It was considered rare. In nowadays timetable, it is common because there are many more risk factors that are contributing young stroke survivors more. Doctors are identifying those risk factors. They’re not pushing them to the side. A lot of women have extreme migraines. Doctors referred to them as menopausal migraines, which was the first instinct that my doctor originally had that I was having, which was wrong. They’re not quick to release you now. They do more invasive testing as they should before something bad happens to that person. I’m glad that all the stories have come to the surface to prove you can’t disregard somebody’s symptoms as migraine and look hard into it as a major risk factor that it could be a stroke.
In the first year where you were intensely working on your recovery process, was there any one aspect of your recovery that stood out to you like the most impactful?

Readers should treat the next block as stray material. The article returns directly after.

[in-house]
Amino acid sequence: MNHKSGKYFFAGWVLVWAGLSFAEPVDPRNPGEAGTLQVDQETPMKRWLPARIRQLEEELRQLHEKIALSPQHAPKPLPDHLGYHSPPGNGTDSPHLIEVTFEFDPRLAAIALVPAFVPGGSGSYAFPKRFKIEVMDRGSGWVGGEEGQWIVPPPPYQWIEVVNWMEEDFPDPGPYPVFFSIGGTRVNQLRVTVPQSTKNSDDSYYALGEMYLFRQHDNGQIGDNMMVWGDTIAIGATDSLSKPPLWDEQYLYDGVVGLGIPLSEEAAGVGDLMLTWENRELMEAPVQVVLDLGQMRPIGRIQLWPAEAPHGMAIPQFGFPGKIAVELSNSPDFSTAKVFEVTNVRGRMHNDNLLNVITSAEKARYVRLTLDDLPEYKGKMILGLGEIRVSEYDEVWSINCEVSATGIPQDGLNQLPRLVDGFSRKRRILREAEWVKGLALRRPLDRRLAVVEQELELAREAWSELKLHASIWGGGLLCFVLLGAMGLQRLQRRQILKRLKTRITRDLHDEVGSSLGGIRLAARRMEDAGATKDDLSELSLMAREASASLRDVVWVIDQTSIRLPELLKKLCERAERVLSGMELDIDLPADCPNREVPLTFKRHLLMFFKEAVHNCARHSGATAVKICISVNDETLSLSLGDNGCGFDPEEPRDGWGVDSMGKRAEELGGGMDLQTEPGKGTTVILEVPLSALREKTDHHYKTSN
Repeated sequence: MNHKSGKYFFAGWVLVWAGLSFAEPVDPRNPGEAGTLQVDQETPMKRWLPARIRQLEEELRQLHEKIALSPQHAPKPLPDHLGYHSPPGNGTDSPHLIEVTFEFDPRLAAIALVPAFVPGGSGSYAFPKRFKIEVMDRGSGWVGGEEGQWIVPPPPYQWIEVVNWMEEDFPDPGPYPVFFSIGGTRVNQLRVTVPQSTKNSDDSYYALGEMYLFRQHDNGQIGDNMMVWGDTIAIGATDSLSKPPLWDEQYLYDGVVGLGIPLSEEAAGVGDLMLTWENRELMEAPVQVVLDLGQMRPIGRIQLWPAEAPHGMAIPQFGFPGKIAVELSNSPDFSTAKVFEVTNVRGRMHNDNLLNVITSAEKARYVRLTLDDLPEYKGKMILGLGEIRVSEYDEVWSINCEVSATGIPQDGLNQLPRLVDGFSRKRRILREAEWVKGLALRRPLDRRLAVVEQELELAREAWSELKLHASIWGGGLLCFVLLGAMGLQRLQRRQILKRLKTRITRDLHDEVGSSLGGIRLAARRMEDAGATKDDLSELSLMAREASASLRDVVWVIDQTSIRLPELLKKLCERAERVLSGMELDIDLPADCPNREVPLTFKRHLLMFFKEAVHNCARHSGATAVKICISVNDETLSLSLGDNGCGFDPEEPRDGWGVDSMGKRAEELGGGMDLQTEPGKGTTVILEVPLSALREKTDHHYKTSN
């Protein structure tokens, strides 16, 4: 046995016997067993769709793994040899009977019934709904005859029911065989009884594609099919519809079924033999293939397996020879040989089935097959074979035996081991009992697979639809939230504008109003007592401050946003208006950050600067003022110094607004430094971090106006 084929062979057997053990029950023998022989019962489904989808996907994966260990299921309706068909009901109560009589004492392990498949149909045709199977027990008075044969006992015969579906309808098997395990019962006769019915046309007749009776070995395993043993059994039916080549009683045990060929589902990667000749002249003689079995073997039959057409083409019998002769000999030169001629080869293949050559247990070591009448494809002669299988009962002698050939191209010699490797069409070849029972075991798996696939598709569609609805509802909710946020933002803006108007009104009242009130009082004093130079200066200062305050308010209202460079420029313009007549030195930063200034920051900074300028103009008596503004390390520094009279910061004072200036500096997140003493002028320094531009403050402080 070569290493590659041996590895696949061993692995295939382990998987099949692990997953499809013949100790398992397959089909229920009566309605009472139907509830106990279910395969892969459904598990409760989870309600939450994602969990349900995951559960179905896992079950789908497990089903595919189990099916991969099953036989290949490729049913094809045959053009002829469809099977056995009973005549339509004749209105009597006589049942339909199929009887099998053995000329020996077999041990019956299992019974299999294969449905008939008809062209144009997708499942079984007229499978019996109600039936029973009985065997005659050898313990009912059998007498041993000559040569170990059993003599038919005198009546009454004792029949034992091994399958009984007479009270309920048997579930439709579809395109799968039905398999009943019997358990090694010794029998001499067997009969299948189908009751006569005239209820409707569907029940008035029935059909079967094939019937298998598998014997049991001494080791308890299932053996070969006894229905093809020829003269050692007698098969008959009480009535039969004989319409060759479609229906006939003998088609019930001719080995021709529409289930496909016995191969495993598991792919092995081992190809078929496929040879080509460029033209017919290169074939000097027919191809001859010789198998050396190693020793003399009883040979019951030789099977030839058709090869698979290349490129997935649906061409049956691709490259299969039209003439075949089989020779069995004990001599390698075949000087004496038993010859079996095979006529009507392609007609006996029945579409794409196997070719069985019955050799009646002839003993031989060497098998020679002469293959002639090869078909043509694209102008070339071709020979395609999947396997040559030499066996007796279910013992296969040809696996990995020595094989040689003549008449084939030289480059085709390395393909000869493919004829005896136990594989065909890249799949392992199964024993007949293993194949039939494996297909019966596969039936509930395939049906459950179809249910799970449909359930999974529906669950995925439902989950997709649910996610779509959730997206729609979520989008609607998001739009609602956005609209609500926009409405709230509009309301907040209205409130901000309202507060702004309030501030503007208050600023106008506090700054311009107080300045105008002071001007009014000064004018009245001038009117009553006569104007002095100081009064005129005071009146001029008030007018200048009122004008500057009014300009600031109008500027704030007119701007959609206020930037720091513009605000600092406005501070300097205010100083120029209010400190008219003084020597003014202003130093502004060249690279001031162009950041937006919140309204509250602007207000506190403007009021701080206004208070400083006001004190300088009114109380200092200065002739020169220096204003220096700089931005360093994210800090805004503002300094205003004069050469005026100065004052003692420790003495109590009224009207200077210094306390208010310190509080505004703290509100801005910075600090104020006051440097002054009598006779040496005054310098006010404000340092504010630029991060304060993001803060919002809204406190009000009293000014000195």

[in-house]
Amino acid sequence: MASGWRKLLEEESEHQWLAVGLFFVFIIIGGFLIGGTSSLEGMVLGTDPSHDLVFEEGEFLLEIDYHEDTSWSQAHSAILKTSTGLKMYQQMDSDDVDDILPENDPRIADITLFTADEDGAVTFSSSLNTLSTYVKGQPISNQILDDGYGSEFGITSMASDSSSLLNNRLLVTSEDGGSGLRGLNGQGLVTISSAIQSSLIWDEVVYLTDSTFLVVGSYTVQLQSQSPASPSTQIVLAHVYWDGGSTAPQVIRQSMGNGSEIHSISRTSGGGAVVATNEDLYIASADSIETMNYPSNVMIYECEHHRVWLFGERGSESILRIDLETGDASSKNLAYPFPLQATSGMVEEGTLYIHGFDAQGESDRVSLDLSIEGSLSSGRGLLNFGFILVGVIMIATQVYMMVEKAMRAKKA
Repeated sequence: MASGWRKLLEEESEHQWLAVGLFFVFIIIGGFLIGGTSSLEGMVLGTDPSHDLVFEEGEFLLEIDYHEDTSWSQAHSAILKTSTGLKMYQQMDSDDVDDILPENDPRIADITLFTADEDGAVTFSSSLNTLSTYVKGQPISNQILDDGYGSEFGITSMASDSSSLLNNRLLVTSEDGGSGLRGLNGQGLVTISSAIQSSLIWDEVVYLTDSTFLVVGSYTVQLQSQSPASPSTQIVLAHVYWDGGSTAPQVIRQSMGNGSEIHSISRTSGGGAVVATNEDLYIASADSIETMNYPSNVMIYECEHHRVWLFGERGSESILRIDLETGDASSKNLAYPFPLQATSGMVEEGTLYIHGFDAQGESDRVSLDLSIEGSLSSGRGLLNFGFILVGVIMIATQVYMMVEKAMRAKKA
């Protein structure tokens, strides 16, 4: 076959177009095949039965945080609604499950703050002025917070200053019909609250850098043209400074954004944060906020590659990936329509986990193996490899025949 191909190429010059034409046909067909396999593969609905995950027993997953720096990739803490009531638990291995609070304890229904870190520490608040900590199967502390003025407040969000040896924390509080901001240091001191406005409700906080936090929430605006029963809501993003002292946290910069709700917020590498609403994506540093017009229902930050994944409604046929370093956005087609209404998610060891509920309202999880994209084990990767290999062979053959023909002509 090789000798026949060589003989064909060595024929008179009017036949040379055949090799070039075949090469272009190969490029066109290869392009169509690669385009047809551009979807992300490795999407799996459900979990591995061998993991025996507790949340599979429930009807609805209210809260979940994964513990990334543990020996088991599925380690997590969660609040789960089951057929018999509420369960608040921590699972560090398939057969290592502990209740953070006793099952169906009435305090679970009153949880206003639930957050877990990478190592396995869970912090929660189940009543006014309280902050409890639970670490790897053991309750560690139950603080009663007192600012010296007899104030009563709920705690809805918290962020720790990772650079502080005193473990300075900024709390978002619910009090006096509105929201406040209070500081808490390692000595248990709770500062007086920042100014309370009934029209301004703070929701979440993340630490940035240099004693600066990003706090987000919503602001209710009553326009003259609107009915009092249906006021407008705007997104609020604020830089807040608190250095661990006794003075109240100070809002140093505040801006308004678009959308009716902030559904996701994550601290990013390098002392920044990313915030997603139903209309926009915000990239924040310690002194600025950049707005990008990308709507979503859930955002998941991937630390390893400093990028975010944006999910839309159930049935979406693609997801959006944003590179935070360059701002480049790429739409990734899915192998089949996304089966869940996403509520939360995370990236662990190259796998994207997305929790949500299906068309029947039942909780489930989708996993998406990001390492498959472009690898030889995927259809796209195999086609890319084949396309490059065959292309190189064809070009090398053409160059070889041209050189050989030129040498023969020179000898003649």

All the therapies, physical therapy, occupational therapies are important because of the repetitiveness of exercises and the daily timeframe of doing those. It’s every day, every couple of hours doing something repetitively. I incorporated other things into my recovery. When I say yoga, I wasn’t doing your typical down dog poses. I was doing poses that fit my body at that time that I could achieve and feel good about. In turn, those exercises helped with the movement of my wrist, my hand, my arm, my leg and my foot to balance. We forget about this component in recovery about breathing because we hold tight to all of our emotions and wanting to be back to the way we were. We’re struggling to get back there so much. We build up this frustration, anxiety, impatience. It teaches you how to breathe through those moments of getting through those harder days. I incorporated that. I incorporated meditation. I found those were helpful tools to regain my physical, emotional and cognitive well-being again as well. There are many different parts to this puzzle. It’s not one piece we have to work on. We have to fit a lot of different pieces.
I’m wondering in your perspective, how does the breath help someone release emotion? A lot of people might find that as a weird idea.